Philadelphia – James H. Doughty & Co.; John and Thomas Doughty; John Doughty – 1830-1845
Philadelphia – D. Driscol – 1801
Philadelphia – W. Duane; William Duane; Wm. Duane – 1799-1814, 1826
Philadelphia – William Dunlap; John Dunlap – 1759-1786
Philadelphia – Tertius Dunning and Walter W. Hyer – 1795

Philadelphia – Eaken & Mecum – 1803
Philadelphia – D. & S. Earl – 1825
Philadelphia – Edward Earle – 1813-1819
Philadelphia – Eastwick & Stacy – 1817
Philadelphia – Eleutherium of knowledge – 1840
Philadelphia – Charles A. Elliott, printer – 1840
Philadelphia – William Emmons – 1830
Philadelphia – William Evitt – 1770

Philadelphia – A. Fagan; Augustine Fagan – 1812-1815
Philadelphia – W. P. Farrand; William P. Farrand and co. – 1808-1809
Philadelphia – Farrand, Hopkins, Zantzinger and co. – 1811
Philadelphia – Farrand, Mallory, & co. – 1808
Philadelphia – Female Religious Tract Society of the Northern Liberties – 1817
Philadelphia – John Fenno, printer to the Senate of the United States – 1795-1799
Philadelphia – C.P. Fessenden – 1809-1837
Philadelphia – Anthony Finley; Published by Anthony Finley; William Fry, Printer – 1812-1828
Philadelphia – A. Finley & B. B. Hopkins – 1811
Philadelphia – Fisher and Brother – 1847
Philadelphia – M. Fithian – 1842-1844
Philadelphia – J. Fletcher – 1810
Philadelphia – Florence & Severns – 1846
Philadelphia – Richard Folwell; Folwell’s Press – 1794-1801
Philadelphia – R. Folwell, and G. Allchin – 1813
Philadelphia – J. Fordyce – 1813
Philadelphia – B. Franklin – 1732-1779
Philadelphia – Benjamin Fräncklin und Johann Böhm – 1751
Philadelphia – B. Franklin and D. Hall – 1748-1764
Philadelphia – B. Franklin & H. Meredith – 1730-1731
Philadelphia – Jacob Frick & Co. – 1827
Philadelphia – William Fry. Printer – 1812-1825
Philadelphia – Fry and Kammerer – 1805-1812

Published in: on 31 December 2007 at 2:38 pm  Leave a Comment  

Wrapping up 2007

This isn’t a serious statistical report for the calendar year.  It’s more of a simple summary of some of the recent research activity here.

Researchers coming to the Rare Collections Library during 2007 included several unaffiliated researchers, as well as scholars from:

  •  City of Harrisburg
  • Clarion University
  • London School of Economics and Political Science
  • Pennsylvania Museum and Historic Commission
  • Temple University
  • Pennsylvania State University
  • Indiana University of Pennsylvania
  • Office of the Speaker of the Pennsylvania General Assembly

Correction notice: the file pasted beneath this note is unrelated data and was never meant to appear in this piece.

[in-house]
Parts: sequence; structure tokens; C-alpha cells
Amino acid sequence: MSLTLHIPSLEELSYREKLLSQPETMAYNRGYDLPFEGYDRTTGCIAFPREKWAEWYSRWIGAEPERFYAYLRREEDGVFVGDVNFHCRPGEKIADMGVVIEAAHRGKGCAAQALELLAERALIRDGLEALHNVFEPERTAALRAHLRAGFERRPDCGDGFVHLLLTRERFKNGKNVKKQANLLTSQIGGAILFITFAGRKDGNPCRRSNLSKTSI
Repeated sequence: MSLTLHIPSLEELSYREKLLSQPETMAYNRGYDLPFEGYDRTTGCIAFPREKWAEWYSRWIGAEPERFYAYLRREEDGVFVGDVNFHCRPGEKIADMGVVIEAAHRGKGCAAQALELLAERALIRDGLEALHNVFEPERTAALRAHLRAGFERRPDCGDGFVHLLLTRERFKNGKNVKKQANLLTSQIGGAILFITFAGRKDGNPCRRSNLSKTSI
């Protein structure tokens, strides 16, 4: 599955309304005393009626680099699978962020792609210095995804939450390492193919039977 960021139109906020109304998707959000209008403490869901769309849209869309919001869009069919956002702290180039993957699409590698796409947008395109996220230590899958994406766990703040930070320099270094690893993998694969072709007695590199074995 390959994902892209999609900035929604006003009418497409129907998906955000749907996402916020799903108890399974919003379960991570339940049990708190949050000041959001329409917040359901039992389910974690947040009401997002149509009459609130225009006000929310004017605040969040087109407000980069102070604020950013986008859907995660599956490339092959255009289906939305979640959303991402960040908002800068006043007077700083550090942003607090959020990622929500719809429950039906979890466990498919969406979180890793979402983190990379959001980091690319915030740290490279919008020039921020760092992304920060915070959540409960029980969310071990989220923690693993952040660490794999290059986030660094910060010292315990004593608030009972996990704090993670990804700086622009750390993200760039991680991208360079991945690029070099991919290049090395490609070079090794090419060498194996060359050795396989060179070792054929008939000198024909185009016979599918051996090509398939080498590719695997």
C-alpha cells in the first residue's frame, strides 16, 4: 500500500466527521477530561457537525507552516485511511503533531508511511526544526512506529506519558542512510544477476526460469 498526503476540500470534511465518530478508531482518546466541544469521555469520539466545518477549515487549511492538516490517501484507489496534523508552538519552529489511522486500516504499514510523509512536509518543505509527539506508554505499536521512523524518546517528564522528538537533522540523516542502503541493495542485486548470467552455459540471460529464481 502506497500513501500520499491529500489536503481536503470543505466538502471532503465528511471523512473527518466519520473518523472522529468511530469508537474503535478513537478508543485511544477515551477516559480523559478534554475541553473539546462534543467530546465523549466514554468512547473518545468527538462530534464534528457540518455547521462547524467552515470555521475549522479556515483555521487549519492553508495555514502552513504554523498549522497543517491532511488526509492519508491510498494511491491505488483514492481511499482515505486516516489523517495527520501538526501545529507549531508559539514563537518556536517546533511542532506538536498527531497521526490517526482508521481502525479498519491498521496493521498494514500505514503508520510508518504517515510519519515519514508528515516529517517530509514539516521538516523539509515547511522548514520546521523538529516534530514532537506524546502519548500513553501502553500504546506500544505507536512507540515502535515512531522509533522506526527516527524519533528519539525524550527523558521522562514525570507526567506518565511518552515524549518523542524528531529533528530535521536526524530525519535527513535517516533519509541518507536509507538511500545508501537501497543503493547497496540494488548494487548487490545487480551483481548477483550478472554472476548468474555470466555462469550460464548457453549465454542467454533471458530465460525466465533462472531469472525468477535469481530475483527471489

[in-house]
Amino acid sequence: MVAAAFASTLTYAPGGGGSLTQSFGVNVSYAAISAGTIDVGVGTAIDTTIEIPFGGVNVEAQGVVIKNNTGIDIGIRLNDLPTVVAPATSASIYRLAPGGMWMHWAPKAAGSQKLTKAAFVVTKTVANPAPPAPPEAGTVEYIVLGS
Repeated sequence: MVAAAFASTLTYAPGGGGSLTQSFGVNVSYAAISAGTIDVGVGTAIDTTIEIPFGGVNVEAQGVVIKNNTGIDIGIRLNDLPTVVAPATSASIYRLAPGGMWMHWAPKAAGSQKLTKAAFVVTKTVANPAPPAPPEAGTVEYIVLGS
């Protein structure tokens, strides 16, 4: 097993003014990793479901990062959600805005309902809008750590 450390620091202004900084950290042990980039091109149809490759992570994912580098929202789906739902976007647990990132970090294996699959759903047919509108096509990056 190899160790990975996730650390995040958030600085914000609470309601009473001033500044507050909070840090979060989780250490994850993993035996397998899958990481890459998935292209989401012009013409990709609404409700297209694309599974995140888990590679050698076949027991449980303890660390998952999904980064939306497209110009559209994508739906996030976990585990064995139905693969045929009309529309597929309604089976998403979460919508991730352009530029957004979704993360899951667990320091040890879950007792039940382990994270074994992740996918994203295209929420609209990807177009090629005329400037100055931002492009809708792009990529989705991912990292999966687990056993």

• Tufts University
  • Widener School of Law
  • Millersville University
  • Cooley Law School (Michigan)
  • Kutztown University

 Other researchers came to us over the telephone and via email from across Pennsylvania, but also from as far away as northern Illinois (Northwestern University) and California.  Sometimes those distant researchers just needed a citation checked, but sometimes we did scanning or photocopying for them. 

What kinds of subjects were researched here this year?  The topics written in on registration forms this year included the following:

  •  Religious symbolism in traditional Pennsylvania German folk art;
  • 18th century frontier journeys;
  • Effect of the Whiskey Rebellion on murder laws in Pennsylvania;
  • Dorothea Dix;
  • Lewis and Clark expedition;
  • Hiester Clymer;
  • Pennsylvania railroads;
  • Development of the legal profession;
  • Fort Wagner;
  • Pennsylvania in the Cold War;
  • Abraham Lincoln;
  • 20th century amateur minstrelry;
  • Steelton, Pennsylvania;
  • Eastern State Penitentiary;
  • Negro suffrage;
  • Nineteenth century lexicography;
  • Historic book bindings

Tours of our facility were taken, for the most part, by citizens of the Commonwealth.  And, actually, I think that this year most of the tours were conducted for elected officials who wanted to have their visits recorded for broadcast on their websites and local cable channels.  As a result, I had a number of people stop me to say “I saw you on tv the other night.”

Published in: on 28 December 2007 at 10:19 am  Leave a Comment  

Pennsylvania Publishers in our PA Imprints Collection – Philadelphia “C”